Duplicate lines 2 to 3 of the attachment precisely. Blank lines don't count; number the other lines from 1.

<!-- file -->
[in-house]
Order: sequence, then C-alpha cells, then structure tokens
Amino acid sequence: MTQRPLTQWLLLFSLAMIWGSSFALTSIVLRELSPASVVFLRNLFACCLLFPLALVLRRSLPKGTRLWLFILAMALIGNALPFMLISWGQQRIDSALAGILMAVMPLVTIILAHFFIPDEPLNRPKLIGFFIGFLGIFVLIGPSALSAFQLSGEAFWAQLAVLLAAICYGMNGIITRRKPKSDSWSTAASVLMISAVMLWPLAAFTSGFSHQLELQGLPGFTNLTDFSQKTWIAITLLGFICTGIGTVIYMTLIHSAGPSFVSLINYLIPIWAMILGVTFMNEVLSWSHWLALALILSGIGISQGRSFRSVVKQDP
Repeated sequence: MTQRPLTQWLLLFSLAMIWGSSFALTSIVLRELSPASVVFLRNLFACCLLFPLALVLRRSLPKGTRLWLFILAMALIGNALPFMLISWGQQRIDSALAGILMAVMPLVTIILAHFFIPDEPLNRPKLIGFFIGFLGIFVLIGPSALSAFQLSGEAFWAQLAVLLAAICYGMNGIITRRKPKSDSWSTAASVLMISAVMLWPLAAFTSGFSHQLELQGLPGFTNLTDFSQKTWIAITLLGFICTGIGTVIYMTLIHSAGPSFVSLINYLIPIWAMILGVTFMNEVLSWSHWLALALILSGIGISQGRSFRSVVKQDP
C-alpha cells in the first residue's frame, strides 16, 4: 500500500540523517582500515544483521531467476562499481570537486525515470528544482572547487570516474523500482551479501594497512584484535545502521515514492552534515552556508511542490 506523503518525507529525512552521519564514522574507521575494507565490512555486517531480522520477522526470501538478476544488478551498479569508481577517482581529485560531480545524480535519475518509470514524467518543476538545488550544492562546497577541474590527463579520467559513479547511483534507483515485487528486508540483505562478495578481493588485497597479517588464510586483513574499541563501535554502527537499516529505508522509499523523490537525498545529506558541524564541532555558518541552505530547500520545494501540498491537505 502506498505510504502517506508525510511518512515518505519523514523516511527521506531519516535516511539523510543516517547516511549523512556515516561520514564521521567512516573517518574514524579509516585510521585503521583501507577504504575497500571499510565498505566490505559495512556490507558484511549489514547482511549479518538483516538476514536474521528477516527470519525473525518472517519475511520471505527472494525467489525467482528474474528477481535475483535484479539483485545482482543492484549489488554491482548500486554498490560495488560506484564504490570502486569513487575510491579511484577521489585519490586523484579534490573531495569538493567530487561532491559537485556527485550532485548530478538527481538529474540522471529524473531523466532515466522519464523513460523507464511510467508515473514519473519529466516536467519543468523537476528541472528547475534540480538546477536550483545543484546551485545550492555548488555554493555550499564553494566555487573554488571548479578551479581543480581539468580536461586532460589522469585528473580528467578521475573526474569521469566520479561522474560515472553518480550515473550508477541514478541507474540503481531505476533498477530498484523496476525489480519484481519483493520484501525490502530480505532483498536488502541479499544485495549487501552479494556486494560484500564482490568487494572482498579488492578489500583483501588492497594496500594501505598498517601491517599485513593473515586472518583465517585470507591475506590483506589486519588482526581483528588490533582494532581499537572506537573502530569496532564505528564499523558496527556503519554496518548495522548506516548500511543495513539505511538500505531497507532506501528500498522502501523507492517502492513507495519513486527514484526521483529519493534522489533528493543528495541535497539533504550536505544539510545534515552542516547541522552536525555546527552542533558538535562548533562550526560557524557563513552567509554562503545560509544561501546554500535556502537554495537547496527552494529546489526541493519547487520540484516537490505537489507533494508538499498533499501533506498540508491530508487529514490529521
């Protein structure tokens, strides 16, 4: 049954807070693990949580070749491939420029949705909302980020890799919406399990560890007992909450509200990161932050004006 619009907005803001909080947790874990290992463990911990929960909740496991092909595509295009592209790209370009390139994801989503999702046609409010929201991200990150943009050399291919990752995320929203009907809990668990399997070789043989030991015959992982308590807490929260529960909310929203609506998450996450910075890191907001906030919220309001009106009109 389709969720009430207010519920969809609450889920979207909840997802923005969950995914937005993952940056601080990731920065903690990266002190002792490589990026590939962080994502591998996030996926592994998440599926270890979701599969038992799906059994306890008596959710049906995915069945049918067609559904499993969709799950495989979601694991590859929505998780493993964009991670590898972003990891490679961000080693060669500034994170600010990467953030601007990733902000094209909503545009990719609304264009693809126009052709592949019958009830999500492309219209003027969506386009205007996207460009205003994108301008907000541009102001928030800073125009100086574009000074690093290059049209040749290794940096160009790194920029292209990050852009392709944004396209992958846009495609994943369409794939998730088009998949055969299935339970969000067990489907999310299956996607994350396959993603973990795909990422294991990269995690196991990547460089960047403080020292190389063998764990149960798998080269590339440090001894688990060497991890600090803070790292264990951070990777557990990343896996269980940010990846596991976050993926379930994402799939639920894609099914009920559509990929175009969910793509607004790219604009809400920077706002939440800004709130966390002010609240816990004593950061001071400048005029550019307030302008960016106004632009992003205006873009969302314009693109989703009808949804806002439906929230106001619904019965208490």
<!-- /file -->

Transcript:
Order: sequence, then C-alpha cells, then structure tokens
Amino acid sequence: MTQRPLTQWLLLFSLAMIWGSSFALTSIVLRELSPASVVFLRNLFACCLLFPLALVLRRSLPKGTRLWLFILAMALIGNALPFMLISWGQQRIDSALAGILMAVMPLVTIILAHFFIPDEPLNRPKLIGFFIGFLGIFVLIGPSALSAFQLSGEAFWAQLAVLLAAICYGMNGIITRRKPKSDSWSTAASVLMISAVMLWPLAAFTSGFSHQLELQGLPGFTNLTDFSQKTWIAITLLGFICTGIGTVIYMTLIHSAGPSFVSLINYLIPIWAMILGVTFMNEVLSWSHWLALALILSGIGISQGRSFRSVVKQDP